# Magnetic field of an n-side regular polygon

I tried to calculate the magnetic field due to a n-side regular polygon (with $R$ as a "radius" of the polygon, that is, $R$ is the perpendicular distance from the center of polygon to a side), a distance $z$ above its center, so this is that I did:
Because I can see the loop as an infinite wire, first I calculated the magnetic fiel of a infinite wire as follows:
I put the wire lying on the $x$-axis at a distance $R$ from the origin, as in the figure but in my case point P is at a distance $z$ above $xy$-plane and I found, using Biot-Savart Law, $$\vec{B}=\frac{\mu_{0}I}{4\pi}\frac{(\sin\theta_{2}-\sin\theta_{1})}{\sqrt{z^{2}+R^{2}}}\hat{z}$$ for a segment of infinite wire, where $\theta_{1}$ and $\theta_{2}$ are the angles that position vector travel along the segment. It is clear for the whole wire $\theta_{2}=\pi/2$ and $\theta_{1}=-\pi/2$.
So if the polygon has $n$ sides I'll have $n$ contributions like these but the angles are $\theta_{2}=2\pi/n$ and $\theta_{1}=0$ then $$\vec{B}_{pol}=\frac{n\mu_{0}I}{4\pi}\frac{\sin(\frac{2\pi}{n})}{\sqrt{z^{2}+R^{2}}}\hat{z}$$ This expresion gives the correct result but if a want to check the limit $n\rightarrow\infty$ it must give me the magnetic field due to a circular loop, but it doesn't happen. Then, the correct expresion has a $\frac{R^{2}}{(z^{2}+R^{2})^{3/2}}$ but I don't know how to obtain this. I'll leave some images as an example.

• I've added the homework-and-exercises tag. In the future, please use that tag on this type of question.
– user4552
Commented May 9, 2018 at 3:29

Suppose we consider the magnetic field due to an $n$-sided polygon of radius $R$ carrying a current $I$. We orient our frame such that a magnetic field out of the page is in the $+z$-direction, and therefore a counter-clockwise current is a positive one.

First, we need to calculate the length of the wire from the information we have. An $n$-sided polygon can be divided into $n$ slices (like a pizza), so the central angle of a side is $2\pi \over n$. We can bisect it and draw the following picture: Therefore we know the following: $$\frac{L/2}{R} = \tan(\frac{\pi}{n})$$ where $L$ is the side length, represented by the bottom line in the picture. Therefore, we know: $$L = 2R\tan(\frac{\pi}{n})$$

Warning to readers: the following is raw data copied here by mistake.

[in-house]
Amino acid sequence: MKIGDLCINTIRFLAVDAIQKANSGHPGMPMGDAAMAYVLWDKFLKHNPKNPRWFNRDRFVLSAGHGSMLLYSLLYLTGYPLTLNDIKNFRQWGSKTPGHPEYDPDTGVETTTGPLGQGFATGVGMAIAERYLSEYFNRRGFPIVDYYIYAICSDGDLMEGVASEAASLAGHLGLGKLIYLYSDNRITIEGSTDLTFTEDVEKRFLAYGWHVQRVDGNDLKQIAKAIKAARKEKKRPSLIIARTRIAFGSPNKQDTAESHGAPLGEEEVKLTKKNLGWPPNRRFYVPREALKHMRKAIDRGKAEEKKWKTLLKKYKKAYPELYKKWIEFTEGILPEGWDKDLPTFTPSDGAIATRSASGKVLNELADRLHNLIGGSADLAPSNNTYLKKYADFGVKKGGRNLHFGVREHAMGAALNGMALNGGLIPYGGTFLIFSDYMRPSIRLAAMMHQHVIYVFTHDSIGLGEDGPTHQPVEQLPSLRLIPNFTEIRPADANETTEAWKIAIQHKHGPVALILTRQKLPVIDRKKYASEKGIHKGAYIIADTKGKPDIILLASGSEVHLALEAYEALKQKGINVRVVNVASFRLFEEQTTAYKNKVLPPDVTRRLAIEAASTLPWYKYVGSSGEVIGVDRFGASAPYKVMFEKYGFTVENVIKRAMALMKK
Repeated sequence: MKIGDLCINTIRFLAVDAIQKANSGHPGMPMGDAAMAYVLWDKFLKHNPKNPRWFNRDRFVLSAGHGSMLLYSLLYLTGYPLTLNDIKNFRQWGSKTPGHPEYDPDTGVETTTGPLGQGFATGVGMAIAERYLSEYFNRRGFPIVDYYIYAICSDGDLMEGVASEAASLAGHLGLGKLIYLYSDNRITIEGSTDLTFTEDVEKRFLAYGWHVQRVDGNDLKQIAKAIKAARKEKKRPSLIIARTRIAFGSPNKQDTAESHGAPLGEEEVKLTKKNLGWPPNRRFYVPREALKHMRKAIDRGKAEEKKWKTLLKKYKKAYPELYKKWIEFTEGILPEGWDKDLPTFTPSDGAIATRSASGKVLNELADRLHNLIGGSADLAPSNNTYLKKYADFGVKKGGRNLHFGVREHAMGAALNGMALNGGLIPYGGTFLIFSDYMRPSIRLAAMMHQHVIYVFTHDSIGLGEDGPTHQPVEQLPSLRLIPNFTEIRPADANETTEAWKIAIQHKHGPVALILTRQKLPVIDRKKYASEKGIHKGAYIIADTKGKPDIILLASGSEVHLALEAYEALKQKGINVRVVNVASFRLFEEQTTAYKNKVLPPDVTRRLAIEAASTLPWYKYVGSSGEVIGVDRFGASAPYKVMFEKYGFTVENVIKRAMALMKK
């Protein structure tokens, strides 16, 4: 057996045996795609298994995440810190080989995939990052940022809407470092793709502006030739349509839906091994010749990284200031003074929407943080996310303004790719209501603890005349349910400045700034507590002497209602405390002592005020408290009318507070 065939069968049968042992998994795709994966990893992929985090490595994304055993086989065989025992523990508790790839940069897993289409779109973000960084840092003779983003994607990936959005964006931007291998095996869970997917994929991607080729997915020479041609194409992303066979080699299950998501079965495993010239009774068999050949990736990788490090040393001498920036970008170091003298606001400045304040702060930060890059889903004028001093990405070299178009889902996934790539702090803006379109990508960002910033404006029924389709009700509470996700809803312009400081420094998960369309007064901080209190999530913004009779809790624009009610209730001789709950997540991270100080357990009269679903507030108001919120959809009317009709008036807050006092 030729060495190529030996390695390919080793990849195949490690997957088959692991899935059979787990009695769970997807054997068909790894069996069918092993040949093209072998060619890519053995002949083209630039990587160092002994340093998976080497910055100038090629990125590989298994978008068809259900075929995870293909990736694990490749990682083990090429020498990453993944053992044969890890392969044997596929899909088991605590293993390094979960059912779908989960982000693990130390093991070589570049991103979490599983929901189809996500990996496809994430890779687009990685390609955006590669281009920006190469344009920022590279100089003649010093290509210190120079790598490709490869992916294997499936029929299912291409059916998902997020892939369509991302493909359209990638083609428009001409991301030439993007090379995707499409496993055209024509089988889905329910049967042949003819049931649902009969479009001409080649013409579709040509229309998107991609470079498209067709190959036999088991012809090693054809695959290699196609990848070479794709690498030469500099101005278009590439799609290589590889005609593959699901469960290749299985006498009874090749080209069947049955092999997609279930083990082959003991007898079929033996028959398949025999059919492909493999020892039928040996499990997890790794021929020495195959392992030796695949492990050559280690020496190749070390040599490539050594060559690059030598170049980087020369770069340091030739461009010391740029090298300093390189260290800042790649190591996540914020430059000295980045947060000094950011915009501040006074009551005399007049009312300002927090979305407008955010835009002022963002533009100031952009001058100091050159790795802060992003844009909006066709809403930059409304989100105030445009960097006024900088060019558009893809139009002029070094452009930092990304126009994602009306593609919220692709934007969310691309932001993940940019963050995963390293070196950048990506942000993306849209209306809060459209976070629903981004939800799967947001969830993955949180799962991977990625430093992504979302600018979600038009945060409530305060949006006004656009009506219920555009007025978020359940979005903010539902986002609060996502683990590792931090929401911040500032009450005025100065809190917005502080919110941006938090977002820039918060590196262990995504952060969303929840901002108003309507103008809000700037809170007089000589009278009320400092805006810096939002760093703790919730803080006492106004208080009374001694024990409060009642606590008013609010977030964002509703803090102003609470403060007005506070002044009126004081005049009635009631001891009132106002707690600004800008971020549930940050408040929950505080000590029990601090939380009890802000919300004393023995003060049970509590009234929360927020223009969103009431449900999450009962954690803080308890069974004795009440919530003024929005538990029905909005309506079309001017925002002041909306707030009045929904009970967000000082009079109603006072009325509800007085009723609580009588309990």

Due to the symmetry of the shape, each side will contribute equally, and so your total magnetic field will have $n$ contributions of a wire of length $L$. The magnetic field at a point located a distance $z$ above the origin due to a wire of length $L$ located a distance $R$ from the origin in the $xy$-plane can be found via the Biot-Savart Law. The distance from the side of the shape to the point $P$ is $\sqrt{R^2 + z^2}$, so the Biot-Savart Law tells us that the magnitude of the magnetic field is: $$B =\frac{\mu_0 I}{4\pi}\frac{L}{\sqrt{R^2 + z^2}\sqrt{R^2 + z^2 + (L/2)^2}}$$ This magnetic field is pointing perpendicular to the line from $P$ to the center of the side. Since all the sides will sum, the component in the $xy$-plane will cancel out, and we can find the contribution in the $z$-direction.

It can be shown that the angle between $\vec{B}$ and $\vec{B_z}$ is the same as the angle opposite $z$. The magnitude of $\vec{B_z}$ is therefore just the magnitude of $\vec{B}$ times the cosine of this angle, which from analyzing the diagram, is also equal to $\frac{R}{\sqrt{z^2+R^2}}$. Therefore:

$$B_z = \frac{n\mu_0 I}{4\pi}\frac{L}{\sqrt{R^2 + z^2}\sqrt{R^2 + z^2 + (L/2)^2}}\frac{R}{\sqrt{z^2+R^2}}$$

$$= \frac{n\mu_0 I}{4\pi}\frac{LR}{(R^2 + z^2)\sqrt{R^2 + z^2 + (L/2)^2}}$$

Substituting for L:

$$=\frac{n\mu_0 I}{4\pi}\frac{2R\tan(\frac{\pi}{n})R}{(R^2 + z^2)\sqrt{R^2 + z^2 + (2R\tan(\frac{\pi}{n})/2)^2}}$$

$$=\frac{n\mu_0 I}{4\pi}\frac{2R^2\tan(\frac{\pi}{n})}{(R^2 + z^2)\sqrt{R^2 + z^2 + (R\tan(\frac{\pi}{n}))^2}}$$

Taking the limit of this as $n \rightarrow \infty$ using Mathematica:

Which is the formula for the magnetic field located at a point of distance $z$ above the origin due to a circular loop of radius $R$ centered at the origin in the $xy$-plane.

• When you put the magnitude of the magnetic fiel, why do you have a $\frac{1}{\sqrt{R^{2}+z^{2}}}$? I think should be $\frac{L/2}{\sqrt{R^{2}+z^{2}}}$ Commented May 9, 2018 at 5:47
• The solution to the Biot-Savart Law for the magnetic field at a point located a distance $x$ from the center of a current-carrying segment of length $2a$ is $\frac{\mu I}{4\pi}\frac{2a}{x\sqrt{x^2 + a^2}}$. I took this from Young and Freedman's "University Physics" (14 ed., p. 927) but you can prove it yourself if you wish. You then simply evaluate this expression for $a \rightarrow \frac{L}{2}$ and $x \rightarrow \sqrt{R^2 + z^2}$ Commented May 9, 2018 at 5:53
• I've got it! I made a mistake in the calculation, thanks! Commented May 9, 2018 at 6:05
• No problem! If my answer helped you please consider accepting it as an answer. Commented May 9, 2018 at 6:05